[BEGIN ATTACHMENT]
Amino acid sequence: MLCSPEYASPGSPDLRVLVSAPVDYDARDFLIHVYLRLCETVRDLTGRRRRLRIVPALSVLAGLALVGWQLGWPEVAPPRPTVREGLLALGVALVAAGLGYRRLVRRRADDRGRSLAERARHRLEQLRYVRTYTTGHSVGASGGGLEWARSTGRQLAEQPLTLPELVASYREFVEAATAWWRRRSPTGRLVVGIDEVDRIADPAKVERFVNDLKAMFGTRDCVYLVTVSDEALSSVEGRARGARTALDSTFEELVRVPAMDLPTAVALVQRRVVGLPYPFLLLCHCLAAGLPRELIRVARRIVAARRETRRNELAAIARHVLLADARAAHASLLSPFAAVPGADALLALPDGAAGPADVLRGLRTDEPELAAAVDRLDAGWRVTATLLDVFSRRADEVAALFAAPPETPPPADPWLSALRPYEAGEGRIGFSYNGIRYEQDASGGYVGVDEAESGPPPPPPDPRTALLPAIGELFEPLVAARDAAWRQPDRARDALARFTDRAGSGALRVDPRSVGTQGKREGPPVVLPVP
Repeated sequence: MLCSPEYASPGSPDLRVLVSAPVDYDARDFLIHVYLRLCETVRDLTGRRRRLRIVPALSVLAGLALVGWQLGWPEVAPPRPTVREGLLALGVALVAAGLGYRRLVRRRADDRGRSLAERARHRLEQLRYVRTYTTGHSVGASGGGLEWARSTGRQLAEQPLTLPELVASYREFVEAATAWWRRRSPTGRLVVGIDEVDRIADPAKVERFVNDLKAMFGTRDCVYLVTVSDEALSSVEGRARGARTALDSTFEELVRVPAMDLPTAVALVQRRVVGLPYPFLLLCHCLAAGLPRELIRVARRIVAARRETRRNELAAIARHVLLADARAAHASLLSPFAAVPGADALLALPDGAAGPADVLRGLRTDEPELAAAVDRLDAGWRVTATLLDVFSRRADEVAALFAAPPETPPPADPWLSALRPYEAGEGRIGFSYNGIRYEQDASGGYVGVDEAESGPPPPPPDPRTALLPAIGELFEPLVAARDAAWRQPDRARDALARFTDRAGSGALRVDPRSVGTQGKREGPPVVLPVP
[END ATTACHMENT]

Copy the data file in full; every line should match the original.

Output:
Amino acid sequence: MLCSPEYASPGSPDLRVLVSAPVDYDARDFLIHVYLRLCETVRDLTGRRRRLRIVPALSVLAGLALVGWQLGWPEVAPPRPTVREGLLALGVALVAAGLGYRRLVRRRADDRGRSLAERARHRLEQLRYVRTYTTGHSVGASGGGLEWARSTGRQLAEQPLTLPELVASYREFVEAATAWWRRRSPTGRLVVGIDEVDRIADPAKVERFVNDLKAMFGTRDCVYLVTVSDEALSSVEGRARGARTALDSTFEELVRVPAMDLPTAVALVQRRVVGLPYPFLLLCHCLAAGLPRELIRVARRIVAARRETRRNELAAIARHVLLADARAAHASLLSPFAAVPGADALLALPDGAAGPADVLRGLRTDEPELAAAVDRLDAGWRVTATLLDVFSRRADEVAALFAAPPETPPPADPWLSALRPYEAGEGRIGFSYNGIRYEQDASGGYVGVDEAESGPPPPPPDPRTALLPAIGELFEPLVAARDAAWRQPDRARDALARFTDRAGSGALRVDPRSVGTQGKREGPPVVLPVP
Repeated sequence: MLCSPEYASPGSPDLRVLVSAPVDYDARDFLIHVYLRLCETVRDLTGRRRRLRIVPALSVLAGLALVGWQLGWPEVAPPRPTVREGLLALGVALVAAGLGYRRLVRRRADDRGRSLAERARHRLEQLRYVRTYTTGHSVGASGGGLEWARSTGRQLAEQPLTLPELVASYREFVEAATAWWRRRSPTGRLVVGIDEVDRIADPAKVERFVNDLKAMFGTRDCVYLVTVSDEALSSVEGRARGARTALDSTFEELVRVPAMDLPTAVALVQRRVVGLPYPFLLLCHCLAAGLPRELIRVARRIVAARRETRRNELAAIARHVLLADARAAHASLLSPFAAVPGADALLALPDGAAGPADVLRGLRTDEPELAAAVDRLDAGWRVTATLLDVFSRRADEVAALFAAPPETPPPADPWLSALRPYEAGEGRIGFSYNGIRYEQDASGGYVGVDEAESGPPPPPPDPRTALLPAIGELFEPLVAARDAAWRQPDRARDALARFTDRAGSGALRVDPRSVGTQGKREGPPVVLPVP